James Crombie; ©INPHO/James Crombie/INPHO
New Beginnings

'I didn't want to become complacent, stale or stagnant': Girvan Dempsey on leaving Leinster

Having spent his entire playing and coaching career with the province, the former full-back moved to Bath earlier this year.

GIRVAN DEMPSEY’S NINE-YEAR coaching ride has seen him learn and grow alongside some of the world’s best mentors en route from Leinster to Bath. These days as attack coach in England’s West Country, Dempsey is in the trade of magicians; working to master the field of deception.

Prior to joining Bath this year, Dempsey spent his entire playing and coaching career at Leinster. 

There, he enjoyed troubling times, and the exceptionally good. 

After a decorated playing career, which included Champions Cup success and 82 test caps, Dempsey transitioned to coaching in 2009, first taking charge of the Leinster academy while also leading the A team in the British and Irish Cup. 

Progressing to the senior side, Dempsey saw firsthand the Matt O’Connor upheaval, but then savoured his time with Leo Cullen and Stuart Lancaster. 

He credits Isa Nacewa’s major influence on the club; his selflessness off the field to relentlessly grow culture, set standards and values. He speaks glowingly of Sir Graham Henry’s impact during the 2016 preseason; his depth of experience challenging the coaching staff. And he talks about how much Lancaster brought to the group after his horrid time with England.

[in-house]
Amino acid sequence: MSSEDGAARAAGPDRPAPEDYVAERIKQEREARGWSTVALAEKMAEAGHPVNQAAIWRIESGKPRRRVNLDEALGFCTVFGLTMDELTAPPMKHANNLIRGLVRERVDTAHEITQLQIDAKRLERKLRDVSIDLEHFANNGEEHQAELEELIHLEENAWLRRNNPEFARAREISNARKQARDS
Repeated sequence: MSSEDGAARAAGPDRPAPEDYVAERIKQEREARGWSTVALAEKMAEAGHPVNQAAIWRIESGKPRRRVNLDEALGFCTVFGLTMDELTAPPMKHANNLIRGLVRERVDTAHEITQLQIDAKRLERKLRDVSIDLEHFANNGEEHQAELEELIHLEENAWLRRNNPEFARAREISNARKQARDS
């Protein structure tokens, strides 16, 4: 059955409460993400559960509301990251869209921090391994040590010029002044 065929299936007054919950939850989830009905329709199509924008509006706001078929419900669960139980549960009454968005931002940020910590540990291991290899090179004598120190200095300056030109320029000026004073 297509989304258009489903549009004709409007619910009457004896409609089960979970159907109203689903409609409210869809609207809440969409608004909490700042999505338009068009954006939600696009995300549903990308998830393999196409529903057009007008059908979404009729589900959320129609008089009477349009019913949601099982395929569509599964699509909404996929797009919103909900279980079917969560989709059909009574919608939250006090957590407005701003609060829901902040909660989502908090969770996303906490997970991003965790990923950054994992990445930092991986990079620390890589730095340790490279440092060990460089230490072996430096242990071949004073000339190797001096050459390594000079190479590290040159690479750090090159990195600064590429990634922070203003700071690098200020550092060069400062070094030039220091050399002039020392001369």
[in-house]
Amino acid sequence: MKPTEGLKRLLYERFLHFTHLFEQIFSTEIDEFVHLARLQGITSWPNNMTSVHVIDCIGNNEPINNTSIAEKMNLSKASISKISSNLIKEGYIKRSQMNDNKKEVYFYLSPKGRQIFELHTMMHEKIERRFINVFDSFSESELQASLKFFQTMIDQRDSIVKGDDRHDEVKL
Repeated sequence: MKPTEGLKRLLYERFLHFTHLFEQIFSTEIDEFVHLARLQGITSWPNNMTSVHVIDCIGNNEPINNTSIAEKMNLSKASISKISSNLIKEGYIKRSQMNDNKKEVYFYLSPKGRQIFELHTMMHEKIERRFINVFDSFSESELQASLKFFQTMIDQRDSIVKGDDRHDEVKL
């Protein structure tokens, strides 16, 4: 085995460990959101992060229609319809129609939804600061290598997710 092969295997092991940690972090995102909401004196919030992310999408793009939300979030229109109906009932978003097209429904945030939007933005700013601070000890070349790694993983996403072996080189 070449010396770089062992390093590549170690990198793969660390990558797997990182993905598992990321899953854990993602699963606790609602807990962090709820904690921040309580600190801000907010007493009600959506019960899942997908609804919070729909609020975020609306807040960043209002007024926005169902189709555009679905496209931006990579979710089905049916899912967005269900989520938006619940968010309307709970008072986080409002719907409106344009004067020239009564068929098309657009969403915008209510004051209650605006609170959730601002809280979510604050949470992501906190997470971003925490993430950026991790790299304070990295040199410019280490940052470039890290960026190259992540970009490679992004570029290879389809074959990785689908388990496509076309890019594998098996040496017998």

“Stuart was incredible,” Dempsey says. “He had a wealth of experience and knowledge and he’d obviously been through the mill. He was very open and honest about his own experience and was very willing to share that to help us grow.” 

Stuart Lancaster and Girvan Dempsey Dempsey speaks highly of his time with Stuart Lancaster. Ryan Byrne; ©INPHO / Ryan Byrne/INPHO Ryan Byrne; ©INPHO / Ryan Byrne/INPHO / Ryan Byrne/INPHO

“People forget when they look at the current situation with the success Leinster are having and depth they’re building. It’s only three years ago we were going through a lot of turmoil. We were last in the pool in Europe. We lost to Toulon home and away. We lost to Wasps and we lost to Bath away. 

“It was blooding a lot of young kids at that stage which helped down the track. On the back of that, those lessons really helped the group. That was the catalyst in terms of kicking on to the success they had.”

Pondering the prospect of leaving for some time, Dempsey linked with Bath after helping steer Leinster to the Pro14 and Champions Cup double. 

What better way to signoff and spread his wings.

The reality of staying in one club for such a long period of time it’s unfeasible. I knew as a coach I didn’t want to become complacent, stale or stagnant. I wanted to challenge myself.”

Travelling to New Zealand, where he spent time with then Chiefs coach Dave Rennie, now leading Glasgow, and Tana Umaga at the Blues, reinforced the need to move on.

“It was always in the back of my head that different environments work in different ways. It was a good opportunity to see how I could do that because I wanted to grow as a coach.”

Family was another factor. After much discussion with wife Anne-Marie, the decision was made that sons Peter, 9, and Patrick, 6, were ready for the move abroad. 

“There’s still a little bit of torn allegiances. I’m slowly transferring them across – they’ve got the jerseys and pants. It will be interesting come December time.”

Naturally, having learnt his coaching craft at home, in Dublin, Dempsey carried the fabric of his attacking vision from Leinster to Bath.  

Firstly, this involves an intense focus on skills often taken for granted. Not by teams such as the All Blacks, though. Watch them train and it’s soon evident why every player – from burley props to polished finishers – link so well across the field.